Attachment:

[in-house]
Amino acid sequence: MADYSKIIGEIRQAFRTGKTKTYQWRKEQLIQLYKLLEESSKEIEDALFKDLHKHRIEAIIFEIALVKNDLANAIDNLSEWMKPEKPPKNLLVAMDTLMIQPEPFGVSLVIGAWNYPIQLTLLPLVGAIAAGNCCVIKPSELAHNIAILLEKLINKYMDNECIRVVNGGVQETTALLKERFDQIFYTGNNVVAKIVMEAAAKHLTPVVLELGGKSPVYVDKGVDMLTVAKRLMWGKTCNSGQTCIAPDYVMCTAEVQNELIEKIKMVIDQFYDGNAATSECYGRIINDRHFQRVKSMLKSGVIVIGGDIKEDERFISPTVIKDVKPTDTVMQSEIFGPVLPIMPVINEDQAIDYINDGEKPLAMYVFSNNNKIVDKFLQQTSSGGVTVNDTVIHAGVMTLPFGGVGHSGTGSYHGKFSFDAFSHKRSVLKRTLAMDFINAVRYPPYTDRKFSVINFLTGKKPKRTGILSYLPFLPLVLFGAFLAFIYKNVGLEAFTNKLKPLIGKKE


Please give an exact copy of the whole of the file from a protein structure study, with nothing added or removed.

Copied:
[in-house]
Amino acid sequence: MADYSKIIGEIRQAFRTGKTKTYQWRKEQLIQLYKLLEESSKEIEDALFKDLHKHRIEAIIFEIALVKNDLANAIDNLSEWMKPEKPPKNLLVAMDTLMIQPEPFGVSLVIGAWNYPIQLTLLPLVGAIAAGNCCVIKPSELAHNIAILLEKLINKYMDNECIRVVNGGVQETTALLKERFDQIFYTGNNVVAKIVMEAAAKHLTPVVLELGGKSPVYVDKGVDMLTVAKRLMWGKTCNSGQTCIAPDYVMCTAEVQNELIEKIKMVIDQFYDGNAATSECYGRIINDRHFQRVKSMLKSGVIVIGGDIKEDERFISPTVIKDVKPTDTVMQSEIFGPVLPIMPVINEDQAIDYINDGEKPLAMYVFSNNNKIVDKFLQQTSSGGVTVNDTVIHAGVMTLPFGGVGHSGTGSYHGKFSFDAFSHKRSVLKRTLAMDFINAVRYPPYTDRKFSVINFLTGKKPKRTGILSYLPFLPLVLFGAFLAFIYKNVGLEAFTNKLKPLIGKKE